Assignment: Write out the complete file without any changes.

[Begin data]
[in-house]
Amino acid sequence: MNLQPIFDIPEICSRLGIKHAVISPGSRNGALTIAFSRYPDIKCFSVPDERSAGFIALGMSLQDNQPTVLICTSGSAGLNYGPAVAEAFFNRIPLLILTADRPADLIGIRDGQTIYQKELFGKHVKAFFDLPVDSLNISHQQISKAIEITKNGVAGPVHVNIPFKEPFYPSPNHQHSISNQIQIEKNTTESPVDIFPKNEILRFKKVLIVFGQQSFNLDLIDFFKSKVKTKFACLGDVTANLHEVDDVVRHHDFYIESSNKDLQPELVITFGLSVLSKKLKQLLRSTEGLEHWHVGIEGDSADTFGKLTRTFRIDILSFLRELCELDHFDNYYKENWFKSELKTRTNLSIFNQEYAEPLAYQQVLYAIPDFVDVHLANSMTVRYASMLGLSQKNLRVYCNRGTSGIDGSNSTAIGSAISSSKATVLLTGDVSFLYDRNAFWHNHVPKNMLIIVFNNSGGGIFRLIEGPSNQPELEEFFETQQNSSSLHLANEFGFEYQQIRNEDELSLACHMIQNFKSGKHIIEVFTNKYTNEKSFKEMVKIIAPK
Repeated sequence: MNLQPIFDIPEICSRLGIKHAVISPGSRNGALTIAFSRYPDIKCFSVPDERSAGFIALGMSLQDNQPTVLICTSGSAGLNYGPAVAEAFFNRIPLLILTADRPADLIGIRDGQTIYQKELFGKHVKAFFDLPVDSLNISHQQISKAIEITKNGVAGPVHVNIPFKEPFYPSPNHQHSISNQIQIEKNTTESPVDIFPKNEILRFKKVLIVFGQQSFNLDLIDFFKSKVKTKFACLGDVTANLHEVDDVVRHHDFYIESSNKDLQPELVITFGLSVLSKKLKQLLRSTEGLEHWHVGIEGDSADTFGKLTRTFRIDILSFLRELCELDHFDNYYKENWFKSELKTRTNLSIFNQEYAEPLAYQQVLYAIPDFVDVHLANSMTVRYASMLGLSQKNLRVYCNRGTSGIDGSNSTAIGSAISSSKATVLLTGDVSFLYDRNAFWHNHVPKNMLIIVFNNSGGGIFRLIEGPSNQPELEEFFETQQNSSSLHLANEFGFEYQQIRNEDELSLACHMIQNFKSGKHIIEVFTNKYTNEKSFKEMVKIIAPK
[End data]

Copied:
[in-house]
Amino acid sequence: MNLQPIFDIPEICSRLGIKHAVISPGSRNGALTIAFSRYPDIKCFSVPDERSAGFIALGMSLQDNQPTVLICTSGSAGLNYGPAVAEAFFNRIPLLILTADRPADLIGIRDGQTIYQKELFGKHVKAFFDLPVDSLNISHQQISKAIEITKNGVAGPVHVNIPFKEPFYPSPNHQHSISNQIQIEKNTTESPVDIFPKNEILRFKKVLIVFGQQSFNLDLIDFFKSKVKTKFACLGDVTANLHEVDDVVRHHDFYIESSNKDLQPELVITFGLSVLSKKLKQLLRSTEGLEHWHVGIEGDSADTFGKLTRTFRIDILSFLRELCELDHFDNYYKENWFKSELKTRTNLSIFNQEYAEPLAYQQVLYAIPDFVDVHLANSMTVRYASMLGLSQKNLRVYCNRGTSGIDGSNSTAIGSAISSSKATVLLTGDVSFLYDRNAFWHNHVPKNMLIIVFNNSGGGIFRLIEGPSNQPELEEFFETQQNSSSLHLANEFGFEYQQIRNEDELSLACHMIQNFKSGKHIIEVFTNKYTNEKSFKEMVKIIAPK
Repeated sequence: MNLQPIFDIPEICSRLGIKHAVISPGSRNGALTIAFSRYPDIKCFSVPDERSAGFIALGMSLQDNQPTVLICTSGSAGLNYGPAVAEAFFNRIPLLILTADRPADLIGIRDGQTIYQKELFGKHVKAFFDLPVDSLNISHQQISKAIEITKNGVAGPVHVNIPFKEPFYPSPNHQHSISNQIQIEKNTTESPVDIFPKNEILRFKKVLIVFGQQSFNLDLIDFFKSKVKTKFACLGDVTANLHEVDDVVRHHDFYIESSNKDLQPELVITFGLSVLSKKLKQLLRSTEGLEHWHVGIEGDSADTFGKLTRTFRIDILSFLRELCELDHFDNYYKENWFKSELKTRTNLSIFNQEYAEPLAYQQVLYAIPDFVDVHLANSMTVRYASMLGLSQKNLRVYCNRGTSGIDGSNSTAIGSAISSSKATVLLTGDVSFLYDRNAFWHNHVPKNMLIIVFNNSGGGIFRLIEGPSNQPELEEFFETQQNSSSLHLANEFGFEYQQIRNEDELSLACHMIQNFKSGKHIIEVFTNKYTNEKSFKEMVKIIAPK